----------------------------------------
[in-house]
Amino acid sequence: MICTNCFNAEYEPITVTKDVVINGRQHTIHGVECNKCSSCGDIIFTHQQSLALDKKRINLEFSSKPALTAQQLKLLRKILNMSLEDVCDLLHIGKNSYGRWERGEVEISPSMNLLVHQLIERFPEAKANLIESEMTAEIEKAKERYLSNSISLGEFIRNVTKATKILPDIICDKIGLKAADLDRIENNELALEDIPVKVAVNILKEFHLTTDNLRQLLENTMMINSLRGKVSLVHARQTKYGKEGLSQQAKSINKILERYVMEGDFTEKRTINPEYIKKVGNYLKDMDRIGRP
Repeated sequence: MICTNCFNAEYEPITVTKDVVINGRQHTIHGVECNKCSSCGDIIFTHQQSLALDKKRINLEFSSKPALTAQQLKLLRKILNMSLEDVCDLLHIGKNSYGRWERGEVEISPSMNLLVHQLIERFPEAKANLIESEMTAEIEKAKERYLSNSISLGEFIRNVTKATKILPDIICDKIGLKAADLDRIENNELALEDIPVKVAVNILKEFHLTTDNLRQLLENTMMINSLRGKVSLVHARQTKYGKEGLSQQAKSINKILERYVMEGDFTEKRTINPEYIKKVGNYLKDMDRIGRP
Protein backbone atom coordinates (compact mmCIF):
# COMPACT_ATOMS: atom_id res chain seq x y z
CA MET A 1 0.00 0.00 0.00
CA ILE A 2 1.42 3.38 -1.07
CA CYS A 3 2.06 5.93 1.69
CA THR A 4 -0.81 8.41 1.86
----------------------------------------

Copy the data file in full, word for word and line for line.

[in-house]
Amino acid sequence: MICTNCFNAEYEPITVTKDVVINGRQHTIHGVECNKCSSCGDIIFTHQQSLALDKKRINLEFSSKPALTAQQLKLLRKILNMSLEDVCDLLHIGKNSYGRWERGEVEISPSMNLLVHQLIERFPEAKANLIESEMTAEIEKAKERYLSNSISLGEFIRNVTKATKILPDIICDKIGLKAADLDRIENNELALEDIPVKVAVNILKEFHLTTDNLRQLLENTMMINSLRGKVSLVHARQTKYGKEGLSQQAKSINKILERYVMEGDFTEKRTINPEYIKKVGNYLKDMDRIGRP
Repeated sequence: MICTNCFNAEYEPITVTKDVVINGRQHTIHGVECNKCSSCGDIIFTHQQSLALDKKRINLEFSSKPALTAQQLKLLRKILNMSLEDVCDLLHIGKNSYGRWERGEVEISPSMNLLVHQLIERFPEAKANLIESEMTAEIEKAKERYLSNSISLGEFIRNVTKATKILPDIICDKIGLKAADLDRIENNELALEDIPVKVAVNILKEFHLTTDNLRQLLENTMMINSLRGKVSLVHARQTKYGKEGLSQQAKSINKILERYVMEGDFTEKRTINPEYIKKVGNYLKDMDRIGRP
Protein backbone atom coordinates (compact mmCIF):
# COMPACT_ATOMS: atom_id res chain seq x y z
CA MET A 1 0.00 0.00 0.00
CA ILE A 2 1.42 3.38 -1.07
CA CYS A 3 2.06 5.93 1.69
CA THR A 4 -0.81 8.41 1.86